Wine’ll make you crazy
Enjoying vino through smell, taste and shape
By Tim Protzman
Wine can play tricks
with your mind — and not just when you drink too much of it.
Sometimes, my mind
is capable of intense feats of memory, where every detail of a long-ago
event plays out as clear and crisp as if it were yesterday. I remember a
gathering with friends and family right down to the bottle of wine.
Other times, I’ve
missed things right in front of me. You know the feeling. You decide to
try that new neighborhood restaurant, the one you pass every day, and
you ask how long they’ve been open and they say “three years.” It’s a
human propensity that we take the common, everyday things for granted,
and they blur into the background.
Two years ago, while
reading a wine book, I made one of these discoveries: wine bottles have
different shapes! “Oh yeah,” it dawned on me; burgundy bottles are
different from Bordeaux bottles. California chardonnay comes in a
different bottle from cabernet. I mean, how thick is that? I had
extensive notes on each bottle tasted, I could recognize the labels, but
I’d never noticed the bottles’ shapes.
The book went on to
explain why bottles have different shapes. It seems the two modern
shapes of bottles are based on how long the wine’s intended to age.
Cabernet-based wines, merlots, Bordeaux and most Italian and Spanish
reds come in the bullet-shaped bottle that looks like it has shoulders.
Whites, Burgundies, Rhone styles and pinot noirs come in a bottle with a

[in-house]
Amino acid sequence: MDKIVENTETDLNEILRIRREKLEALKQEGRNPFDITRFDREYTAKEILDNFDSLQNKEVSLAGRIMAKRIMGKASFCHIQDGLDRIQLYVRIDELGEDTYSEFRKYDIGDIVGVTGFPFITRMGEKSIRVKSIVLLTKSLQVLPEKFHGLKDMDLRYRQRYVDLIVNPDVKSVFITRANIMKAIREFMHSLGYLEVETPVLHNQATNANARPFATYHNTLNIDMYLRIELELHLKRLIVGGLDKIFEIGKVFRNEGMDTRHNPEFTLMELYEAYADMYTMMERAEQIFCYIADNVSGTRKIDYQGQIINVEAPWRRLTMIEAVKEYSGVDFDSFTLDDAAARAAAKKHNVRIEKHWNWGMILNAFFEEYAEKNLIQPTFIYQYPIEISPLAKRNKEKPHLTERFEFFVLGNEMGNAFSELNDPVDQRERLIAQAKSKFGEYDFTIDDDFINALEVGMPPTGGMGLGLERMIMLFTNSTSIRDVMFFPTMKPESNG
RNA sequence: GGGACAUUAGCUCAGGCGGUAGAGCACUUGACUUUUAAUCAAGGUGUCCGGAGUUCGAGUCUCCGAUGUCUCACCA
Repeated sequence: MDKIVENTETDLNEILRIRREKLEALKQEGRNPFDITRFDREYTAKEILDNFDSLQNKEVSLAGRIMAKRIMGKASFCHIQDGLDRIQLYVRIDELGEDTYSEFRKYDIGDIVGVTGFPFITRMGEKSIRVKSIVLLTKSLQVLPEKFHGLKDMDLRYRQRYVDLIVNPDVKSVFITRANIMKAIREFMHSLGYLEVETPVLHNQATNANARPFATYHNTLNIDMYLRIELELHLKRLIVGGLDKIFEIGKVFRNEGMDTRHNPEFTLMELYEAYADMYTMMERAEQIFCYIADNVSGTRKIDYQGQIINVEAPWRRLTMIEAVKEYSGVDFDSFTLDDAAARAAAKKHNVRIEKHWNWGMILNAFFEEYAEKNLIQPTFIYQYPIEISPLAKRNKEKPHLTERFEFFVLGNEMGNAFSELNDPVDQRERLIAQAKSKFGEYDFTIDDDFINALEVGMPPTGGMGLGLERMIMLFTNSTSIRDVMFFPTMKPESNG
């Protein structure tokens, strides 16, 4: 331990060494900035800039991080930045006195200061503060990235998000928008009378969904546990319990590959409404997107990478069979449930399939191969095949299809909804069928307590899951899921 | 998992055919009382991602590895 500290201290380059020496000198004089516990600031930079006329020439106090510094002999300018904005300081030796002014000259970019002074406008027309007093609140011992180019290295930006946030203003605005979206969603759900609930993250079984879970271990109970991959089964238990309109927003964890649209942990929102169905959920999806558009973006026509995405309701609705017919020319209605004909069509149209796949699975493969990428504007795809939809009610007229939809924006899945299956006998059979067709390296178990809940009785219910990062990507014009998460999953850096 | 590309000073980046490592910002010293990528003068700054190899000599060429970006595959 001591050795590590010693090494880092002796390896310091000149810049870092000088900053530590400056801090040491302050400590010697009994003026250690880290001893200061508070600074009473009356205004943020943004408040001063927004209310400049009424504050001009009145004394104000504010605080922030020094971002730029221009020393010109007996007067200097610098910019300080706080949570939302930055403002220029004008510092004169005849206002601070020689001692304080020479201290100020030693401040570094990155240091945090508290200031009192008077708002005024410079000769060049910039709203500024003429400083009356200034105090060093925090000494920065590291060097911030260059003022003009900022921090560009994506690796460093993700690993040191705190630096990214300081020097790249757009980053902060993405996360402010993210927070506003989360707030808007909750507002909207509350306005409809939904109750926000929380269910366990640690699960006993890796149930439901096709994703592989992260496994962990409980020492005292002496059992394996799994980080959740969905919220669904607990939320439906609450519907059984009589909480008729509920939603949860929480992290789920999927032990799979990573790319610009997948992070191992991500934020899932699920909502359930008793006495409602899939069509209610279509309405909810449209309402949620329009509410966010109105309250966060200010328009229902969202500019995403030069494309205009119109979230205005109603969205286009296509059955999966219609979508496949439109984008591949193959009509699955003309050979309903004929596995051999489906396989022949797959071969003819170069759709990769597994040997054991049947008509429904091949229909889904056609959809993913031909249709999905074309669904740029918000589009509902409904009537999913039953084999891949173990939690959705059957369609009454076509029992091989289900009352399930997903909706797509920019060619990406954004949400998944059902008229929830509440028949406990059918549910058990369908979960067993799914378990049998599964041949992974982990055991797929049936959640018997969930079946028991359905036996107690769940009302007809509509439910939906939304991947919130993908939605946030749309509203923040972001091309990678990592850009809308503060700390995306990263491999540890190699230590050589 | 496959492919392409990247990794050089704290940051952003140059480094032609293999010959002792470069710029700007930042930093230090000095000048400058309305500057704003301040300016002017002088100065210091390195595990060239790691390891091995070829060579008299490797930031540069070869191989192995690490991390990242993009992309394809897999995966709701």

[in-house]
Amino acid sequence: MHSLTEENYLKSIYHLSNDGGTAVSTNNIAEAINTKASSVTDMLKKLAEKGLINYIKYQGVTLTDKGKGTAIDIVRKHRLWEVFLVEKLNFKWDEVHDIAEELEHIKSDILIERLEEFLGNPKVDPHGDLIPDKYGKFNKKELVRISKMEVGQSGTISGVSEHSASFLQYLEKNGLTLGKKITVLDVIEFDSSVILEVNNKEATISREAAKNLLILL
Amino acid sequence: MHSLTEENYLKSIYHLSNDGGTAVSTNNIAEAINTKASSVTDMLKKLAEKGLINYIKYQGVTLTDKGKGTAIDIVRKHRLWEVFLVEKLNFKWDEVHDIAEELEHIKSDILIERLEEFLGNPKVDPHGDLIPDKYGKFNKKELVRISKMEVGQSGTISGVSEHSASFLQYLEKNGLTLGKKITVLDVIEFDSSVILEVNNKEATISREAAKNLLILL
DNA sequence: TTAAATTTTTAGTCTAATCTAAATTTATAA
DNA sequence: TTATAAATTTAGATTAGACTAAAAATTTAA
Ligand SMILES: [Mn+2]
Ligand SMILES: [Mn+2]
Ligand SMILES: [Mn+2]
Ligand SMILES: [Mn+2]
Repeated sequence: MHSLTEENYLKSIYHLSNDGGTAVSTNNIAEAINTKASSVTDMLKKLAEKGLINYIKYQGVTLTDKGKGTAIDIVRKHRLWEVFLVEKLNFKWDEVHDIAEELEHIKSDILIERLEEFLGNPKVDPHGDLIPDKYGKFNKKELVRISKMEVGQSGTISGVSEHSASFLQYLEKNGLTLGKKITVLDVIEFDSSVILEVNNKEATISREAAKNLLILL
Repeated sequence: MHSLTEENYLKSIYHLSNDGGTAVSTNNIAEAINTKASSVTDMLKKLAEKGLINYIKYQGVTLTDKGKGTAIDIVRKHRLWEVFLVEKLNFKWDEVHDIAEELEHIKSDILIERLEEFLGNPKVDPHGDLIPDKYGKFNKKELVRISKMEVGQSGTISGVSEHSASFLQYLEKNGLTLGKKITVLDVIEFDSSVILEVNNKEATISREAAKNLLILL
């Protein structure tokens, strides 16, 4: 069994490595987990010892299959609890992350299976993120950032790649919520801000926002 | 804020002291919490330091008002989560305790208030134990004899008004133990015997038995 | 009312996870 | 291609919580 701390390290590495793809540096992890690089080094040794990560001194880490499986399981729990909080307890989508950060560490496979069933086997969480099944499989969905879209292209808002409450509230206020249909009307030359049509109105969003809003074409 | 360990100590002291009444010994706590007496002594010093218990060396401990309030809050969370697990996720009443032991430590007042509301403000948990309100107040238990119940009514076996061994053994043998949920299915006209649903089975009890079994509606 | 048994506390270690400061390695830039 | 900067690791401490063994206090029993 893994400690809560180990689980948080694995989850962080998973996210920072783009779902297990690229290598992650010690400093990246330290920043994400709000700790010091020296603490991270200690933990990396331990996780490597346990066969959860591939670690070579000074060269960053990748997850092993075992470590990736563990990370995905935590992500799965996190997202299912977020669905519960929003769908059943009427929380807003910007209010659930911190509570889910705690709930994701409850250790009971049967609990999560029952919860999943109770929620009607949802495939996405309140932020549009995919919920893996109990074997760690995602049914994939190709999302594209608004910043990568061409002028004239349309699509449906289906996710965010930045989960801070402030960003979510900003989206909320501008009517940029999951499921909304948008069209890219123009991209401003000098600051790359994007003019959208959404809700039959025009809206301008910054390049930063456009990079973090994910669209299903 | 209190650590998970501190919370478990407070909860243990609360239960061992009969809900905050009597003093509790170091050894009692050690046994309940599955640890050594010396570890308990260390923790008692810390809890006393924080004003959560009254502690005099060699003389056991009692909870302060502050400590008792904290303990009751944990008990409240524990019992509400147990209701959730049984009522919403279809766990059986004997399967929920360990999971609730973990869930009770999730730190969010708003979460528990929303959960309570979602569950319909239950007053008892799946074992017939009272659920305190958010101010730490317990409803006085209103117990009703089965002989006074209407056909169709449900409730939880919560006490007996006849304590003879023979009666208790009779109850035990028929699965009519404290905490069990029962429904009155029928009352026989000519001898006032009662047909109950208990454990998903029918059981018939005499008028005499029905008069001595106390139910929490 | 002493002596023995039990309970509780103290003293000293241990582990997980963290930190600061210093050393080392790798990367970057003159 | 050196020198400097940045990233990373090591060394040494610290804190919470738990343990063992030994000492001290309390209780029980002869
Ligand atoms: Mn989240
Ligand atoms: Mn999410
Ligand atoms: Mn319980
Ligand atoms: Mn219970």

more tapered neck. The glass is green or brown to block out the light.
The longer a wine ages the more sediment it develops and the Bordeaux
bottle’s shape seems to naturally collect some of it and keep it out of
Though the shape of
the bottle doesn’t always catch my attention, four wines stand out in my
mind — not only for the meal, but for the atmosphere and companionship.
Pauillac It was August 1997 on Little Tupper Lake in upstate New York.
My friend Gil, his wife, Diane and I were on the dock. The sun was
setting in the west; an intense storm was raining down lightning in the
Adirondacks to the east. We sipped a 1983 Chateau Lynch-Bages we’d
picked up for $23.49 in Lake George. The wine was ruby colored and full
of layers of grape and blackberry flavors. We laughed, sipped and talked
until the stars gave us the last act of the celestial light show. The
2000 vintage of Chateau Lynch-Bages, Pauillac is $79.99 at the state
liquor store. Drinkable, but in 10 years, wow!
Paul Jaboulet Crozes
Hermitage It was Christmas Eve. I had to work until 7 p.m. and be up
early the next morning. I ate filet mignon with béarnaise sauce and
sipped a 1990 Paul Jaboulet Hermitage, La Chapelle—spicy like cayenne,
sweet currant fruit tones and a wonderful toastiness. It wasn’t cheap,
$62.49, but it was perfect as I watched TV Mass and wrapped presents.
Pick up the 1998, 1999 or 2000 Paul Jaboulet Crozes Hermitage for
$13.99; it’s very, very close to that wonderful Christmas Eve vintage.
Clone Zinfandel Any gathering was a true celebration at the late, great
James’ house—it was 18 stories high with a river view. James served
Ridge Lytton Springs Zinfandel, and occasionally its more elegant
sister, Pagani Ranch. I recently found a 1993 Lytton Springs for $26.99
and it opened a flood of goodtime memories. Pedronelli Mother Clone
Zinfandel for $14.99 is an excellent stand-in.
Cabernet Sauvignon, Napa Mr. R. had a large bottle of Beaulieu Vineyards
George de Latour Private Reserve in his office. He explained it was a
Methuselah size—six regular bottles. They use biblical names for big
bottles: Nebuchadnezzar, Balthazar, Jeroboam. We got a taste the day he
retired. It opened like a beautiful flower and wilted quickly. The last
glass was full of sediment and devoid of flavor. Beaulieu Vineyards
Cabernet Sauvignon, Napa for $13.99 is a very interesting, similar wine.